Making a claim for Personal Injury can be stressful and worrying. We do not want the legal process and the wording we use to make the situation worse so we strive to keep legal jargon to a minimum. We appreciate you will come across terms you may not understand so we have tried to explain these as clearly as possible in the definitions below, so that you fully understand the process you are going through.
If you need further explanation then please do contact us.
Another term for a barrister.
Where the Defendant brings a claim against the Claimant (usually when filing their Defence).
If you are a victim of violent crime, the CICA administers a compensation scheme for injuries sustained.
The process where the other side’s barrister or solicitor seeks to challenge your evidence by asking you questions in court.
A sum of money awarded to a party by the Court as compensation as a result of a Court case.
The document served by the Defendant setting out which part of the Particulars of Claim and the Claim Form the Defendant admits, which parts are disputed and which parts the Defendant requires the Claimant to prove at trial. The Defence will also include any alternative case that the Defendant wishes to put forward.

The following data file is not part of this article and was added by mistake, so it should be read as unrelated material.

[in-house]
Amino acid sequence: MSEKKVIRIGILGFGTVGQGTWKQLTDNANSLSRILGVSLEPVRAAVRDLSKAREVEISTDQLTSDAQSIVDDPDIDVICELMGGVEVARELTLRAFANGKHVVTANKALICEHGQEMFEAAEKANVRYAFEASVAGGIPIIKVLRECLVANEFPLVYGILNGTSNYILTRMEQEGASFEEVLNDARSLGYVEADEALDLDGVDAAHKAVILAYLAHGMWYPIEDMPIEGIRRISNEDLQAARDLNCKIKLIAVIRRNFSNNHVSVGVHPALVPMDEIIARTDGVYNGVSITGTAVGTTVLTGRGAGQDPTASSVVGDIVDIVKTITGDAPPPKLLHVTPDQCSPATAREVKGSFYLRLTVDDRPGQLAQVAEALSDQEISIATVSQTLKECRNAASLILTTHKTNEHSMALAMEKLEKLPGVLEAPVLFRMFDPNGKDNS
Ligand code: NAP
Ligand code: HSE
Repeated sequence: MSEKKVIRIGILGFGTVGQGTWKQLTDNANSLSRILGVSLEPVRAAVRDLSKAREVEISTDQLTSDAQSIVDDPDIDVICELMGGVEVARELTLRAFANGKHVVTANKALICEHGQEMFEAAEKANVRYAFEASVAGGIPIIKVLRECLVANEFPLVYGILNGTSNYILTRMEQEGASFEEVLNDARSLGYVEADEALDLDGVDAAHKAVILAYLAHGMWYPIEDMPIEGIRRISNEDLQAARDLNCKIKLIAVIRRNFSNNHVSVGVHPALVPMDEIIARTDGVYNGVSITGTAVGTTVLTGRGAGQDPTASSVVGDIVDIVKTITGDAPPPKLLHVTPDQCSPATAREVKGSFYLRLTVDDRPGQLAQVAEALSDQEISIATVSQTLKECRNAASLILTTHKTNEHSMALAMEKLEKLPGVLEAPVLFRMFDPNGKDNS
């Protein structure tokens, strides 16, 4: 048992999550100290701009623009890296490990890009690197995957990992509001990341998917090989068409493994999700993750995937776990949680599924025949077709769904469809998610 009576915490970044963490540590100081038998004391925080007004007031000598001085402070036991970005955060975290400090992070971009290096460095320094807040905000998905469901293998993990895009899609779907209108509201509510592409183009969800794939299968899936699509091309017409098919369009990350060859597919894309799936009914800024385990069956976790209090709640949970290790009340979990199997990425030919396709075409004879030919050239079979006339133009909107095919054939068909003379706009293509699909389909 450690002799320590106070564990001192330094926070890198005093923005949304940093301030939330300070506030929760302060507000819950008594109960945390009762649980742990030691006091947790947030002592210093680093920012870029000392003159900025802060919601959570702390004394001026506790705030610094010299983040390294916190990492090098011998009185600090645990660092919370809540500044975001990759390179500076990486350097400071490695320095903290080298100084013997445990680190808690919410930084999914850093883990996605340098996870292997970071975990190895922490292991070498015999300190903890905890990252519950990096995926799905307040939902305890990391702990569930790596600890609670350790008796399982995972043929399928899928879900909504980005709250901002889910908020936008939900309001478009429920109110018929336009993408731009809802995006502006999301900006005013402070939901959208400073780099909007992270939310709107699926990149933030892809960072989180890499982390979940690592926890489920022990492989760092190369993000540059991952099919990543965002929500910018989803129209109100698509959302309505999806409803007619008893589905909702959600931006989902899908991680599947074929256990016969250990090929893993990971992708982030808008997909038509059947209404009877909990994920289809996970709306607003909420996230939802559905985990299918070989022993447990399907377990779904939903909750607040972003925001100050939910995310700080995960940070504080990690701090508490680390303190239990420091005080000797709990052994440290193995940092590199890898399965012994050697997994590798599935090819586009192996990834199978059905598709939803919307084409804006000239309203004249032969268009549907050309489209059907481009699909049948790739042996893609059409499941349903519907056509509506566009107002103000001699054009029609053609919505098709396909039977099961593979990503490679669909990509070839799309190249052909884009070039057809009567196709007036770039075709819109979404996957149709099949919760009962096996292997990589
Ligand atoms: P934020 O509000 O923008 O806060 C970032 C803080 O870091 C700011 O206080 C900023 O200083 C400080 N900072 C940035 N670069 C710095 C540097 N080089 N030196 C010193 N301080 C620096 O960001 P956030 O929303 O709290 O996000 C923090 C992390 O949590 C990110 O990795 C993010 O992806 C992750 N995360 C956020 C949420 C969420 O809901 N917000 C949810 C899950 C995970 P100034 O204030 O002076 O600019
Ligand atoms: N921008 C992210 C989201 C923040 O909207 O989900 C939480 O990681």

A person, company, other legal entity defending a court action which has been taken against them.
In medical negligence cases this is usually an NHS Trust (link to NHS negligence) or GP (link to GP negligence) and their insurance companies will deal with the claim and appoint solicitors if the case is issued at Court.
Any expenditure or costs which your solicitor incurs on your behalf and is payable to a third party (for example the Court, Tribunal, Land Registry or expert).
The formal process where parties provide the other side with relevant, material documents to the other side provided they are not protected by legal privilege (in which case they are permitted to be kept from the other side).
The process of explaining your witness statement to the Court in person at a court hearing. Normally a witness statement will provide the basis for this although your solicitor or barrister may seek to ask some further questions.